By Susan Wingate
Writers face many challenges when they start a new project. Many of these challenges arise because the writer doesn’t have a clue about what she even wants to write about. Some challenges arise from structural issues?how to proceed with a story in its formatting, structure and plotting. Other concerns can include finer points like how the major action, the climax, will unfold.
For me, I don’t find writing easy but I do find it incredibly satisfying.
So, for this article, I decided to concentrate on the first page. This is where I typically start a new story. Right about now, you might be thinking, “Well of course you start in the beginning!” But some writers do not. They will grab the climax scene or ending to begin writing and then work their way backward.
I, however, begin in the beginning and I’ve listed eleven elements I think are important in writing a well-formed and interesting first page.
- This is number one on the list because I believe this item to be of the utmost importance. Your scene should begin by connecting the reader with the main character (or the protagonist).
- Next, something should be happening on the first page. This does not include a character musing about whatever. There must be action or a riveting conversation taking place to set the reader into the action.
- The scene needs to feel immediate to the reader, that the action is happening now and not in the past, even when you’re going back and forth between timelines. The yesterday scenes should feel as relevant and current as the today scenes.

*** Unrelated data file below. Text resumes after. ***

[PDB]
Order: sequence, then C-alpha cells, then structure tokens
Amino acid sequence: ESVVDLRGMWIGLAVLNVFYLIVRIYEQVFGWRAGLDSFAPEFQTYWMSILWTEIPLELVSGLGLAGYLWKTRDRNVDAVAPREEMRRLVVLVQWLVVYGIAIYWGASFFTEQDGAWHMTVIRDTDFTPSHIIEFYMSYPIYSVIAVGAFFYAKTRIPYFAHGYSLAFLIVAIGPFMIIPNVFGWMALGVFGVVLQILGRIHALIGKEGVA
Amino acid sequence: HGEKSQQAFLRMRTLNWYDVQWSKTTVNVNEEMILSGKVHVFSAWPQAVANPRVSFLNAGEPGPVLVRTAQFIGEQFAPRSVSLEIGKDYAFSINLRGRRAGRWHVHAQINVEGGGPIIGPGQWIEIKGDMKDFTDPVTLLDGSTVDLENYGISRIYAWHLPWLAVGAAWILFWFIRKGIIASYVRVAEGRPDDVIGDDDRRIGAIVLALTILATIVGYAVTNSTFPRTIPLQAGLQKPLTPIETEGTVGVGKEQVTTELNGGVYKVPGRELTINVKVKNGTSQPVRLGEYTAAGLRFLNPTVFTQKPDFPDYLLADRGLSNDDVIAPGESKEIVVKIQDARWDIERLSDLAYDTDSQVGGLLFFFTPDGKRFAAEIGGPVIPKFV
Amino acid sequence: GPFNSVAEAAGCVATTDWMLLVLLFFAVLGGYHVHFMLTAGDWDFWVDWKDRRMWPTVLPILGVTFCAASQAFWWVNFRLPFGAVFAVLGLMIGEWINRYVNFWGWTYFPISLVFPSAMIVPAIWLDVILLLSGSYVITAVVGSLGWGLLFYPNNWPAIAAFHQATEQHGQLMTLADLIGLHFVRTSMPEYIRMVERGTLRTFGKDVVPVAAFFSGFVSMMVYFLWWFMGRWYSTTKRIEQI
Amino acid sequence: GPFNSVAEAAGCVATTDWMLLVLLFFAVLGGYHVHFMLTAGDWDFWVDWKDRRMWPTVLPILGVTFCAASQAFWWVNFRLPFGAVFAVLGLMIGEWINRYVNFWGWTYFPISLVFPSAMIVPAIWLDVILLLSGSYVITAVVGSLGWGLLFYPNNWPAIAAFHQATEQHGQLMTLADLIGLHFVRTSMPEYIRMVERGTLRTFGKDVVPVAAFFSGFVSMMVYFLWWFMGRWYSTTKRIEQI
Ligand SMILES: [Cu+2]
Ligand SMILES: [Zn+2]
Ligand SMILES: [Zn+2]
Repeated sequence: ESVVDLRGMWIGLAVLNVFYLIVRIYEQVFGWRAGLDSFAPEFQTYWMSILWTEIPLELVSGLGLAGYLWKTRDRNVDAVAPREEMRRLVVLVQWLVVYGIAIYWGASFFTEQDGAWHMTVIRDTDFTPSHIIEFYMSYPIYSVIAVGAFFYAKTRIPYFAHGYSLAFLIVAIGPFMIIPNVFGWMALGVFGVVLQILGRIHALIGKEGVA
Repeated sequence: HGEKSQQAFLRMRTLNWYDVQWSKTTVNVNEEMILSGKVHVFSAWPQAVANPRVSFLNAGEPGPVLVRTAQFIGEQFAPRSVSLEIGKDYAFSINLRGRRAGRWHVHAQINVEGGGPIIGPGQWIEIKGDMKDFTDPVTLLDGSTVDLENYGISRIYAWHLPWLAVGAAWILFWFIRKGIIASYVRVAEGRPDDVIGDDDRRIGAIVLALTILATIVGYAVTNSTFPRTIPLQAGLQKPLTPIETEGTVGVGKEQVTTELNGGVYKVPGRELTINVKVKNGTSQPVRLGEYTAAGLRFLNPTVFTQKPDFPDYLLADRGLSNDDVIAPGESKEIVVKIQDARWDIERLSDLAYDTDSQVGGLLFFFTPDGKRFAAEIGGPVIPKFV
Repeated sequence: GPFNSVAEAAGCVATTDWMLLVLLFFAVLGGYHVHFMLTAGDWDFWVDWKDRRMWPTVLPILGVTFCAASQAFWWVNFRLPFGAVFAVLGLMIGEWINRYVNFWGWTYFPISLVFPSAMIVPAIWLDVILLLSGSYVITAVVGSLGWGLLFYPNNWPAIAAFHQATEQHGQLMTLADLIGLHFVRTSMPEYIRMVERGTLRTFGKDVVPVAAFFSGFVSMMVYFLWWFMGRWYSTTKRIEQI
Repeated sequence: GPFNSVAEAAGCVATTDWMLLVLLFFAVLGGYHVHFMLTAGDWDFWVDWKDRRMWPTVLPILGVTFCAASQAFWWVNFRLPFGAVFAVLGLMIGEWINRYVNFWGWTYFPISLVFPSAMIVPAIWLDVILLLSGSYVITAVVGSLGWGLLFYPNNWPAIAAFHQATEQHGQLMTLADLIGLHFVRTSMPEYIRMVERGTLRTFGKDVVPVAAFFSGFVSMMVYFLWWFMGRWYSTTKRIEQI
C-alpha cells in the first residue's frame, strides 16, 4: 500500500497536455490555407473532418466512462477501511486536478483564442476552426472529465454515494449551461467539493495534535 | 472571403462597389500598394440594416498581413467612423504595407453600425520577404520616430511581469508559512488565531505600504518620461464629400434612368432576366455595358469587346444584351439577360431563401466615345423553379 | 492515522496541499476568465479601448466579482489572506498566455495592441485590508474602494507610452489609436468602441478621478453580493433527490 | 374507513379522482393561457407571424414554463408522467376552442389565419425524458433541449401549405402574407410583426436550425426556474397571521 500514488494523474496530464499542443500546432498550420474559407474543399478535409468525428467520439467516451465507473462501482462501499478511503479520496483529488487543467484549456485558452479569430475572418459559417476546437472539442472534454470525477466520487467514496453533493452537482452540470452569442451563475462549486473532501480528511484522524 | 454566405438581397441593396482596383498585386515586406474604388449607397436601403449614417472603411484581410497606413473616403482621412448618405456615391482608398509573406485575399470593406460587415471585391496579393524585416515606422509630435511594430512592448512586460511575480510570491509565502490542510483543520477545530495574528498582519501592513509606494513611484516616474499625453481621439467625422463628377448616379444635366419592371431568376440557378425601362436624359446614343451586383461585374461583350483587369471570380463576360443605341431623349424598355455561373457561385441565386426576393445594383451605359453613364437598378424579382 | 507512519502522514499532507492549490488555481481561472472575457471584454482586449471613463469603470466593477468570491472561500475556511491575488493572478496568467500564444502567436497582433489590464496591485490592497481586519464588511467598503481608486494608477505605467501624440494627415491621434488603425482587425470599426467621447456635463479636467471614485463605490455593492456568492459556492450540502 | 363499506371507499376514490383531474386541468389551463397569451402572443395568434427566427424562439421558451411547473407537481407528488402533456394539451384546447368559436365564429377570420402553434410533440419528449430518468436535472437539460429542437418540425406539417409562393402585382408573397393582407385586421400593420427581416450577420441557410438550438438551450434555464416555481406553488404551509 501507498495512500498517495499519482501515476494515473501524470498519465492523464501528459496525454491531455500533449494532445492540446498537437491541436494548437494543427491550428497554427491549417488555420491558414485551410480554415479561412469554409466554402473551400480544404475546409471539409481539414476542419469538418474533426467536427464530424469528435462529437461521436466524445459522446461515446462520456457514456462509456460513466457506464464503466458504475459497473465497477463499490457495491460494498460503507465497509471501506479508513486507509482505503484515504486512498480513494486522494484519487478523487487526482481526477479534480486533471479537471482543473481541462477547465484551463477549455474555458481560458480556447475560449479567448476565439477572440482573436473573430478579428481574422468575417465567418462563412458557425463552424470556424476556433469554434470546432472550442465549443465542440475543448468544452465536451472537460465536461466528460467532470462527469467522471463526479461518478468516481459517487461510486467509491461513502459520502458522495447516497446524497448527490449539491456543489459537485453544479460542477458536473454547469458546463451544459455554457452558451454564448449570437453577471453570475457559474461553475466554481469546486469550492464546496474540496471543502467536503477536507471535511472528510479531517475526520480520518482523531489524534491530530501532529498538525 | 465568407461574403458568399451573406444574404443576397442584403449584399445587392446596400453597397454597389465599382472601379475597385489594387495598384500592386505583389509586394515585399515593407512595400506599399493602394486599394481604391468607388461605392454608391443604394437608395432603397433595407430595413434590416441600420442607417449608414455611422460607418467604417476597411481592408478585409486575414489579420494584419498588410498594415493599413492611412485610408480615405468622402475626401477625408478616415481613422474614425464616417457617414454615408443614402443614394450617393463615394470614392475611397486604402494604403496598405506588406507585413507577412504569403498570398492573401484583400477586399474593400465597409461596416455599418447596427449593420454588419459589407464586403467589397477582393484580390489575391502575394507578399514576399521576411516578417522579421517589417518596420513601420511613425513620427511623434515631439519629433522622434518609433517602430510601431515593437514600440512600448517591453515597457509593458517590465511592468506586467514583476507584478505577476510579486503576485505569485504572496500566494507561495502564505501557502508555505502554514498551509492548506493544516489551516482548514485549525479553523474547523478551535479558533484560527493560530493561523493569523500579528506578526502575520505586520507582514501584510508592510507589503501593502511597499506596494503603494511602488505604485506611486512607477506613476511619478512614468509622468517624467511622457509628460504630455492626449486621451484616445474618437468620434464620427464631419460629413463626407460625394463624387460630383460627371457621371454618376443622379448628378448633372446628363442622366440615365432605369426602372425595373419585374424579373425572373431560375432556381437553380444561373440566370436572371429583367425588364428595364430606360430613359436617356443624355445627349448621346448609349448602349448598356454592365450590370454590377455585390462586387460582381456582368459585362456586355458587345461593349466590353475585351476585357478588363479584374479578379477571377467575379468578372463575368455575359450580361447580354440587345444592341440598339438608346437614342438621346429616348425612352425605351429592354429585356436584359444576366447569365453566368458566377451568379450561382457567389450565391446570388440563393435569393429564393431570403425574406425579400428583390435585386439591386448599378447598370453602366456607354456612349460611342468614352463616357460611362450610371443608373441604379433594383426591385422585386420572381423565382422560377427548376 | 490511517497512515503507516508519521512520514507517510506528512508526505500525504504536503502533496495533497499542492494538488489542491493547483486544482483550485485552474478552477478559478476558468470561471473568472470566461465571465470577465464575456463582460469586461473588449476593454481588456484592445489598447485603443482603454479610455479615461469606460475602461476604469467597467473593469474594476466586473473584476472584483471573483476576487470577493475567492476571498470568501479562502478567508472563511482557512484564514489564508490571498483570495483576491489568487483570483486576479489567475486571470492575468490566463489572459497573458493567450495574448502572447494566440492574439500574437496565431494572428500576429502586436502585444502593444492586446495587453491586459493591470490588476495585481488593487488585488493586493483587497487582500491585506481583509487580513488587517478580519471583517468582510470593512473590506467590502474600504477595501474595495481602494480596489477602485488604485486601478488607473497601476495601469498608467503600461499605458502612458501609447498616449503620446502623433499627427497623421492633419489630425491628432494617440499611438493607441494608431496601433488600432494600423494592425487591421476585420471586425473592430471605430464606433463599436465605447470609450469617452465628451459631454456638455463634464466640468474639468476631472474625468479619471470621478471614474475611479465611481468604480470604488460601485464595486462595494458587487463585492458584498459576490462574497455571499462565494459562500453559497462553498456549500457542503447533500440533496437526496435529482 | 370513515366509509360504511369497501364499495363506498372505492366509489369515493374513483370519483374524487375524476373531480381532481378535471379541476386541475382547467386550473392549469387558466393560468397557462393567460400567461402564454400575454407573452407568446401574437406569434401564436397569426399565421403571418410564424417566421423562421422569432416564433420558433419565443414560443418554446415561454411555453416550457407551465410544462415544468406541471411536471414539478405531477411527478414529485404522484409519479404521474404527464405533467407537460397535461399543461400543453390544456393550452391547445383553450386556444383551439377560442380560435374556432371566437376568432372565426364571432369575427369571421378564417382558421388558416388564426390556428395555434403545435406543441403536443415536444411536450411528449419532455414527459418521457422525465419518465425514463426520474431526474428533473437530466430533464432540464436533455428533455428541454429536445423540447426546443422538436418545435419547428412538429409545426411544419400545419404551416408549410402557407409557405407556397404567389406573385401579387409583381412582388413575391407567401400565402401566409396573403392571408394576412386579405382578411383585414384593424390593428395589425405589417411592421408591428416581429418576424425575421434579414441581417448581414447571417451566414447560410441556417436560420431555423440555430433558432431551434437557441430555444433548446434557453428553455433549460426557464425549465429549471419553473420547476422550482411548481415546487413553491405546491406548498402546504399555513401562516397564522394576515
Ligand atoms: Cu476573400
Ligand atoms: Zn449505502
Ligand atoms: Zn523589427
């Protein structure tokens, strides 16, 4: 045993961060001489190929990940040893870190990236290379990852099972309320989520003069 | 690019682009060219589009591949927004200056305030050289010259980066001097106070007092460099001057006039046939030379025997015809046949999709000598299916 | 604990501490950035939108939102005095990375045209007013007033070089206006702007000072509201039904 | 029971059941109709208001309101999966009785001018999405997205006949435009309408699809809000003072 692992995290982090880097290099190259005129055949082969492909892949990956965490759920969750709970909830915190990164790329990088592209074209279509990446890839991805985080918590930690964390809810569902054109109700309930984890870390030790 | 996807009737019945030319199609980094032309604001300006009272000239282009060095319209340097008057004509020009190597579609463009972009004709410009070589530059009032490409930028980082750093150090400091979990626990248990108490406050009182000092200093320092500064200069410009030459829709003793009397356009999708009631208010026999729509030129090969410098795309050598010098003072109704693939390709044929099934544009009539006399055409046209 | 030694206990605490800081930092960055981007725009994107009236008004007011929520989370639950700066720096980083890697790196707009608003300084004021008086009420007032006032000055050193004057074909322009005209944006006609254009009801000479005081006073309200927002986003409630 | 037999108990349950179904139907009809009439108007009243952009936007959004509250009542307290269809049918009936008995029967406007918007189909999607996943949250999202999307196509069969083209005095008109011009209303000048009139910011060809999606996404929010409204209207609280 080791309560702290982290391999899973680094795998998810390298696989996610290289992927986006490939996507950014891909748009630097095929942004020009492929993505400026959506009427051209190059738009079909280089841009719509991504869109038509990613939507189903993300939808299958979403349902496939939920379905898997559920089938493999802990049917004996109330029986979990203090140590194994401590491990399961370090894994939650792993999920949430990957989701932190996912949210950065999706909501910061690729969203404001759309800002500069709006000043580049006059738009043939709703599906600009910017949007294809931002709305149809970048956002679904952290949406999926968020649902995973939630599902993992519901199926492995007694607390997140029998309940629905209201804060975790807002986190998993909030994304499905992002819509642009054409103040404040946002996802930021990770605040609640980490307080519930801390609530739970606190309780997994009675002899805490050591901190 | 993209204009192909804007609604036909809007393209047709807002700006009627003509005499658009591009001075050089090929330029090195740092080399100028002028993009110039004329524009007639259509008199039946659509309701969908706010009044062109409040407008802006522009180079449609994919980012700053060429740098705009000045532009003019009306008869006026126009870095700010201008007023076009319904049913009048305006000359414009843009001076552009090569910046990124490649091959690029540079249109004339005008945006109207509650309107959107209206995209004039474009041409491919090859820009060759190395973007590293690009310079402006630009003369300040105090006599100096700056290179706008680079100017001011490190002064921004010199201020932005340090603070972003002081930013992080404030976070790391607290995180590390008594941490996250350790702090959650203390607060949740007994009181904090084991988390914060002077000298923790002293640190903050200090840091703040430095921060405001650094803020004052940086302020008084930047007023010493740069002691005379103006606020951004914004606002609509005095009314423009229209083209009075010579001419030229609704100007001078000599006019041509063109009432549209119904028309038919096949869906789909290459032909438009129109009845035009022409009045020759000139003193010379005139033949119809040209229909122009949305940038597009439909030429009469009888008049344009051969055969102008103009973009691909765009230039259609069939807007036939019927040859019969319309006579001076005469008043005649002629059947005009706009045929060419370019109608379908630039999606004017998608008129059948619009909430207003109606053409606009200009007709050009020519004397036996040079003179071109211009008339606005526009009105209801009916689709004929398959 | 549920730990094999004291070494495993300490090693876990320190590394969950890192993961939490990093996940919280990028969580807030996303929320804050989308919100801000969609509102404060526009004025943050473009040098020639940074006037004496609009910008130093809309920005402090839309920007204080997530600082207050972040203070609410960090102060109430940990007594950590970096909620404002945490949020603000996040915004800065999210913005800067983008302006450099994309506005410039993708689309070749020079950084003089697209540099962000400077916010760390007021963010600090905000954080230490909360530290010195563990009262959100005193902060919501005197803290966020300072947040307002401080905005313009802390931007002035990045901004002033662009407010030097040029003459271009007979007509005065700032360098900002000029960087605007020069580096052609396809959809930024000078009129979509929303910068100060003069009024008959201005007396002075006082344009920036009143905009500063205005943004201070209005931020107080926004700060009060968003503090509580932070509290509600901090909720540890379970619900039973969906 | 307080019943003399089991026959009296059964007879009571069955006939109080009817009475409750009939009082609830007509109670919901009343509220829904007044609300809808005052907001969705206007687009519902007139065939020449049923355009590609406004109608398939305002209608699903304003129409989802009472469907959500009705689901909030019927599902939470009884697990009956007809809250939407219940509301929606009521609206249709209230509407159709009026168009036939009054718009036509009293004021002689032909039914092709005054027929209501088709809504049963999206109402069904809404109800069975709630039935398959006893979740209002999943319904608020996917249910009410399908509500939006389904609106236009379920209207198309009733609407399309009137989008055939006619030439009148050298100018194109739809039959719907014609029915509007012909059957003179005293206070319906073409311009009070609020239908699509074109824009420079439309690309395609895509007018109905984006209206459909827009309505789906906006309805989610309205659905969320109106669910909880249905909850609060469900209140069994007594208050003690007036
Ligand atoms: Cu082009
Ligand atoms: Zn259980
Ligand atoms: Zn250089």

- What happens in this first page action moves the story forward.
- What happens in this first scene has consequences for the protagonist further into the story.
- The protagonist has a burning desire for something. Think about these following desires:
- To be accepted
- To be loved
- To be left alone
- To stop being abused
- To find happiness
- The list can go on and on but you as the writer needs to understand your protagonist to understand her desire.
- The protagonist does something to further complicate her situation. Remember, the writer must always keep in mind the protagonist’s goal and how she will attain greatest desire. Remember: There are three try-fail cycles in the novel. In the first and second try-fail cycle, the protagonist fails. In the third cycle (better known as the climax), the protagonist succeeds which then sets up the ending scenes.
- Give the reader a place and time she can see, feel, hear, taste and smell to orient the reader about where the scene is happening and how the protagonist feels about the setting.
- Backstory? What backstory? We’re in the NOW of the story. But seriously, backstory can be included as the character relates it to her situation in the now. Dialogue can include backstory and should spring naturally in the now conversations between characters.
- Try to avoid setting up your scene. You don’t need a set up. Just start it.
- What happens in this first scene should raise more questions, like what will happen next? Or, why did that happen? Or, who is this (or that) person and why are they here?
Interesting thought: a strong first-person narrative with the right content can raise powerful story questions and create page turns. Remember too, that first-person narratives set up the unreliable narrator. And they’re tons of fun to write.11 Elements for the Best First Scenes @susanwingate #ACFWBlogs #amwriting #WritingCommunity #writerslife #Christianfiction Click To Tweet
Susan Wingate is a #1 Amazon bestselling award-winning author of over fifteen novels. Her latest novel How the Deer Moon Hungers has been nominated into the 2020 National Book Award. Susan often sets her stories in the Pacific Northwest where she lives with her husband, Bob. Visit Susan on Twitter and Facebook.